THIS striking image by photojournalist Adam Dean shows bats streaming out of Khao Chong Pran cave in Thailand at dusk as researchers collect individuals to study.
The cave, the largest of several in a cluster west of Bangkok, is a popular tourist spot because millions of bats flock there to roost. Now scientists from Thailand’s Department of National Parks, Wildlife and Plant Conservation are becoming frequent visitors, too.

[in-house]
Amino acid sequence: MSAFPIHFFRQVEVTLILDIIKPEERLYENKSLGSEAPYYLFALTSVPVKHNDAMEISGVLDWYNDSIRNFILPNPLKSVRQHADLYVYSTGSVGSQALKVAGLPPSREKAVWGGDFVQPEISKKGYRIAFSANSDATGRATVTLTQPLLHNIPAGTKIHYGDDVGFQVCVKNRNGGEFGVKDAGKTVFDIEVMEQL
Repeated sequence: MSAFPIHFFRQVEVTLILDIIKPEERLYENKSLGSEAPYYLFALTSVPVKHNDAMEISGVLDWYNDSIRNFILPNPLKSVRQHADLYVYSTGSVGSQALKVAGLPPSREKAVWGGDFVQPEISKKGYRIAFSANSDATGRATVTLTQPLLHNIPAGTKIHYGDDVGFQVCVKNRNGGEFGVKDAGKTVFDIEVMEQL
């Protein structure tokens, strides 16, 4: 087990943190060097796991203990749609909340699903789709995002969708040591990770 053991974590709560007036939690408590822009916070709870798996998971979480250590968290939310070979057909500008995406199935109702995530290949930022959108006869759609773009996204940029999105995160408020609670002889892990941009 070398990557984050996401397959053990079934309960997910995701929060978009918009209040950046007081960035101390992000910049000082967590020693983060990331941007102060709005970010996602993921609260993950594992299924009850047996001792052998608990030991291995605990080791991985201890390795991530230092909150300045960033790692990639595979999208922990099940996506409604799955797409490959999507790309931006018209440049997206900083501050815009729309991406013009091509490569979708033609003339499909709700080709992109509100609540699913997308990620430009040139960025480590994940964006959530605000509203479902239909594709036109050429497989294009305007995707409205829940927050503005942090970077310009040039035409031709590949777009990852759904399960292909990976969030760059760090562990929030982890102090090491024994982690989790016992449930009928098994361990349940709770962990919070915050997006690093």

More than a year after covid-19 was labelled a pandemic, we are still trying to discover definitively whether the SARS-CoV-2 virus originated in bats. Researchers are collecting tissue samples from bats and checking local people – some of whom use bat droppings as fertiliser – for covid-19 antibodies. The viruses that cause severe acute respiratory syndrome (SARS) and Middle East respiratory syndrome (MERS) came from bats, and a virus similar to SARS-CoV-2 was found in horseshoe bats in Cambodia and China in late 2020.
There are concerns that urbanisation and agriculture are destroying or infringing on bat habitats, making the animals more susceptible to viruses and increasing the chances of them passing diseases to us.